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Schlage Lock, Leland Avenue and Bayshore Boulevard, 94134 – Residential (Approved) – 5/16

New Homes in San Francisco – Residential (Approved) – 5/16

leland_ave_streetscape1 schlage_rendering

Schlage Lock, Leland Avenue and Bayshore Boulevard


The Schlage Lock Company left a decades-old legacy on the site that in 2000 spurred on the redevelopment planning effort for the surrounding Visitacion Valley community.

Local Map


March 2000: Home Depot disclosed intentions to open its first San Francisco store at the Schlage Lock property, but drew opposition from Visitacion Valley residents and merchants concerned about traffic congestion and a missed opportunity for integrated redevelopment with the surrounding neighborhood.
August 2000: Responding to community concerns, Supervisor Tom Ammiano carried legislation to change Schlage property zoning from industrial uses to low-scale commercial, in an attempt to block the development of a “big box” Home Depot outlet.

January 2001: Home Depot dropped its interest in the Schlage Lock site after the Board of Supervisors passes the new interim zoning controls for the property at Bayshore Boulevard and Leland Avenue.

February 2002: An initial, two-month community planning process began, with the support of the City’s Planning Department and in conjunction with Supervisor Sophie Maxwell’s office, to guide the establishment of permanent zoning controls for the Schlage Lock property.
July 2002: The Planning Department publishes the results of the community planning process – a 52-page Strategic Concept Plan and Workshop Summary that calls for a transit and pedestrian-friendly mix of residential and neighborhood-serving retail and commercial development, including a full-service grocery store, as well as significant new open space and parks.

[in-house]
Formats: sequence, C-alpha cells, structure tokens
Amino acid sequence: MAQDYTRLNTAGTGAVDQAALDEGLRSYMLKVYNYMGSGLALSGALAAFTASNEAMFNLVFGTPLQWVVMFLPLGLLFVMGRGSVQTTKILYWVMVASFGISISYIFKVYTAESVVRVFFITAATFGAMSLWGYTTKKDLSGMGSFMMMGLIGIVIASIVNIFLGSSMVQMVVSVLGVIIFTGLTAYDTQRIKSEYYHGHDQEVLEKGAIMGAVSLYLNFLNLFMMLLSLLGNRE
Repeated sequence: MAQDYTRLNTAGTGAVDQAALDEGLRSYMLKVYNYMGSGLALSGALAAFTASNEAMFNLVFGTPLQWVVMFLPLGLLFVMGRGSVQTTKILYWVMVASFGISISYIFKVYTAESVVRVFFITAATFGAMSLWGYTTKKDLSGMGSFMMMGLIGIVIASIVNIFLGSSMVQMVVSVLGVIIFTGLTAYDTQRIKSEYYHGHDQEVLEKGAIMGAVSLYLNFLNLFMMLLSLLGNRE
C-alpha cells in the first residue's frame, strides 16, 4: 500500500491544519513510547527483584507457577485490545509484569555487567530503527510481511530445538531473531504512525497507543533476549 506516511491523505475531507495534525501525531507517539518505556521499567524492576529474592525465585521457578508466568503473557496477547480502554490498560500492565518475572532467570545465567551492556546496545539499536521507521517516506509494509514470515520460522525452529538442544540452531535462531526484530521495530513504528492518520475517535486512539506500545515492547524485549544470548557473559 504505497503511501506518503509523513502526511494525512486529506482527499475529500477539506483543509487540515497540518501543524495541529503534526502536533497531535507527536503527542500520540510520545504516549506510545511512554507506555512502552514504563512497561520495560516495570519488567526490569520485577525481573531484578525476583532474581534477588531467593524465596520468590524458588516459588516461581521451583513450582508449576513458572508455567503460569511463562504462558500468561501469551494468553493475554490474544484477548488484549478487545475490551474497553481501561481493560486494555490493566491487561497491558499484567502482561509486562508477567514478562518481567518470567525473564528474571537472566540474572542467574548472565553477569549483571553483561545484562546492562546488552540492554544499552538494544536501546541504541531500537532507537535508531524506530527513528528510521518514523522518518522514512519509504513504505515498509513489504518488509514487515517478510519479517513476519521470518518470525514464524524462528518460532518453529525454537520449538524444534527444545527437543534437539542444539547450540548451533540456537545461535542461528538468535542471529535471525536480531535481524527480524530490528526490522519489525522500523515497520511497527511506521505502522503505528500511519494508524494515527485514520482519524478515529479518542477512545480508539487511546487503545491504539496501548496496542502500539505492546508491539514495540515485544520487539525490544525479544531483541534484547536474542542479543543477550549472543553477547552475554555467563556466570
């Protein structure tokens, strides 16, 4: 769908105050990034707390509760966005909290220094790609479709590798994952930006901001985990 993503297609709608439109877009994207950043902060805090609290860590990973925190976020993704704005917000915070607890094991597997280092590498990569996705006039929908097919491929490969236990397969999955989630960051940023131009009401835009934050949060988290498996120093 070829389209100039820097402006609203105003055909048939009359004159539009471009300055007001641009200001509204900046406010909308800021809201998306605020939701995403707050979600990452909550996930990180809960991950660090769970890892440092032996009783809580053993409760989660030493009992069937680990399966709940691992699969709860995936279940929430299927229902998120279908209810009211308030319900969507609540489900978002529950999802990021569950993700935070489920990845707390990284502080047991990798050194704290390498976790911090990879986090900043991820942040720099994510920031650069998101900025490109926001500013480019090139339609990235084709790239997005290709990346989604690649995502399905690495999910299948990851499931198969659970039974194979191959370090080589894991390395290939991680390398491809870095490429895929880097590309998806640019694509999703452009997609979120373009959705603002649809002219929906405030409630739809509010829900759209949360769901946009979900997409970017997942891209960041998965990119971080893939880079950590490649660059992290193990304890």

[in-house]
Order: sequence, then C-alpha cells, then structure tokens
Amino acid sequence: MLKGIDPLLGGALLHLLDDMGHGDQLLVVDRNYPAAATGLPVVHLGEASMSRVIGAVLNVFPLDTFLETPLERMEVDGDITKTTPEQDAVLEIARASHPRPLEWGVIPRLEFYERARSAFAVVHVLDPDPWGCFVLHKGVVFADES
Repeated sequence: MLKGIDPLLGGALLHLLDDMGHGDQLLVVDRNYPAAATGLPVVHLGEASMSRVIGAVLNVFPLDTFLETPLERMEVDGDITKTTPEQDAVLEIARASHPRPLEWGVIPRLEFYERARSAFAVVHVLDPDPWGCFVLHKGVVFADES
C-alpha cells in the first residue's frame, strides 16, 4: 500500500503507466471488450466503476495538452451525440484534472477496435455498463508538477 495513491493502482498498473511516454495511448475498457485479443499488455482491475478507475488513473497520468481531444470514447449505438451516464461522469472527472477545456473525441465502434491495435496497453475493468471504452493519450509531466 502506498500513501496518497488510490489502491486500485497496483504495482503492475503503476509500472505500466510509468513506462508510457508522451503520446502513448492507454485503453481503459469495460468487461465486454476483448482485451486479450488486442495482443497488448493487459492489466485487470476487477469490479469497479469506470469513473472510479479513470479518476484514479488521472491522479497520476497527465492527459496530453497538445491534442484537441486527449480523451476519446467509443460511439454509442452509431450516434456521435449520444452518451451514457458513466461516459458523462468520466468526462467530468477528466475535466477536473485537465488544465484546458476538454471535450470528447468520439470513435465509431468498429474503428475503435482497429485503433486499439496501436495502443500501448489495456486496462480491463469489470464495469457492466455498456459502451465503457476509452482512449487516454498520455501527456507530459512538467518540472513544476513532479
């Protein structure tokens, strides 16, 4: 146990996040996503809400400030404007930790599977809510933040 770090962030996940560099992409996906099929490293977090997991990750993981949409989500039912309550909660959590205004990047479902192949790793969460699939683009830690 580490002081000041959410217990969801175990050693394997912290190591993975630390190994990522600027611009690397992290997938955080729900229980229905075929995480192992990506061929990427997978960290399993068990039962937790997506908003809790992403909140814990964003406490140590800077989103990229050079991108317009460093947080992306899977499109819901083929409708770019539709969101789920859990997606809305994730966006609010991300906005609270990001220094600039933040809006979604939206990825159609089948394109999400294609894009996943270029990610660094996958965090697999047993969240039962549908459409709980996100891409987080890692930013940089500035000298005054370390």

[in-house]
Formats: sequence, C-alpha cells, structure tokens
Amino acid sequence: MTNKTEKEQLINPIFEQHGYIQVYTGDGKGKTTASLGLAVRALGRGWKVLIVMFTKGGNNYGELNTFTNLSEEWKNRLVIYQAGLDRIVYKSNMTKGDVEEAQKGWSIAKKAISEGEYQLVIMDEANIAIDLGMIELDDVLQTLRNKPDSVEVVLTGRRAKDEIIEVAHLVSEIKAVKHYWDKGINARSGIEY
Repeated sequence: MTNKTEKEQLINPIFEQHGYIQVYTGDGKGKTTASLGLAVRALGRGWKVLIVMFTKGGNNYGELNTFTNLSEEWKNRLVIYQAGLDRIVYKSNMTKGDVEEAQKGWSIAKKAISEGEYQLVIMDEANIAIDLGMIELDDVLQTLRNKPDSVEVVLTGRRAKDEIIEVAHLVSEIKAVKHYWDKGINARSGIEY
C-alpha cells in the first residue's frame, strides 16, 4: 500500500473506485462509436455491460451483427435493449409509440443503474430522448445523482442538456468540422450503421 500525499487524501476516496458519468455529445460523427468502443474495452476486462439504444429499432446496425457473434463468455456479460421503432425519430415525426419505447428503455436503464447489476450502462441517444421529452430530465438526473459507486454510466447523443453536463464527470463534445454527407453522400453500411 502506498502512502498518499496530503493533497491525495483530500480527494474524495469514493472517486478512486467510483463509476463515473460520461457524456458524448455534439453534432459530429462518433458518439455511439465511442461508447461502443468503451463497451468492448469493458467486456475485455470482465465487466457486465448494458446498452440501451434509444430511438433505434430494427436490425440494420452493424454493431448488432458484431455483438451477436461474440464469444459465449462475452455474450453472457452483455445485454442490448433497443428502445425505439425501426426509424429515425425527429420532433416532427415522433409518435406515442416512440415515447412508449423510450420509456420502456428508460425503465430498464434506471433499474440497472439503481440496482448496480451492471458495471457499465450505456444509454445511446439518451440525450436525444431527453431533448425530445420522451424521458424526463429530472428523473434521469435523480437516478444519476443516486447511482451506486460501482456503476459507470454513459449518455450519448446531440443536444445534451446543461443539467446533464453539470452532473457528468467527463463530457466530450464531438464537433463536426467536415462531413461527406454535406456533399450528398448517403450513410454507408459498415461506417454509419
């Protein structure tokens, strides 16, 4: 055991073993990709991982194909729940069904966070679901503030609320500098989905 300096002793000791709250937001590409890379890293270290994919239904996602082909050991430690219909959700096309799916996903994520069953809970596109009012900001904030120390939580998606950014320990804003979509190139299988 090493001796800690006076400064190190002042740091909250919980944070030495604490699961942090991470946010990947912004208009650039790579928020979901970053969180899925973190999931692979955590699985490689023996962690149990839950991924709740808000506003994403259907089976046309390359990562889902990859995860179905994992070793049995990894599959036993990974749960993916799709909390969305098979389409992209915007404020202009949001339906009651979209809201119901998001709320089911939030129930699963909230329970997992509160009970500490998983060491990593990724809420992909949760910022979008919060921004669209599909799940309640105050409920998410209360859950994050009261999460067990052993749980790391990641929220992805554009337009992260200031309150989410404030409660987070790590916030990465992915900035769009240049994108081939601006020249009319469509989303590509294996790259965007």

June 2005: Supervisor Maxwell carried legislation to bring the Schlage Lock site and surrounding parcels along Bayshore Boulevard and Leland Avenue under jurisdiction of the San Francisco Redevelopment Agency. The move is aimed at giving the City and Visitacion Valley community more financial and legal leverage to bring about reuse of the dormant factory property.

April 2006: The mayoral-established Visitacion Valley Citizens Advisory Committee (VVCAC), the Redevelopment Agency and the Planning Department initiate a community-driven site master planning process that culminated in a series of five workshops between August 2006 and August 2007.

August 2007: Neighborhood residents and businesses promoted the community-supported Redevelopment Plan, envisioning future development on the Schlage Lock property and the UPC-owned former UPRR property as an extension of the Leland Avenue commercial corridor.

January 2008: The Redevelopment Agency and Planning Department publish a draft document called Visitacion Valley/Schlage Lock Design for Development. Building upon earlier neighborhood planning efforts, the document contains development controls and design guidelines meant to reflect Visitacion Valley’s vision for the Schlage Lock property and the UPC-owned former UPRR property.
May 12, 2008: The Redevelopment Agency completed the draft Redevelopment Plan for the Schlage site and Visitacion Valley, setting forth the community-driven goals of the project and tools at the City’s disposal for bringing it about (See Web link).
May 23, 2008: Clearing the way for redevelopment of the Schlage Lock site in line with the reuse plan written by the Visitacion Valley community, UPC reached settlement with Ingersoll-Rand over the cleanup of soil and ground water pollutants. UPC became the new owner of the Schlage Lock property.
June 3, 2008: The Redevelopment Agency published a Draft Environmental Impact Report on the proposed Redevelopment Plan for the Schlage site and Visitacion Valley (See Web link to Redevelopment Agency Web site containing DEIR).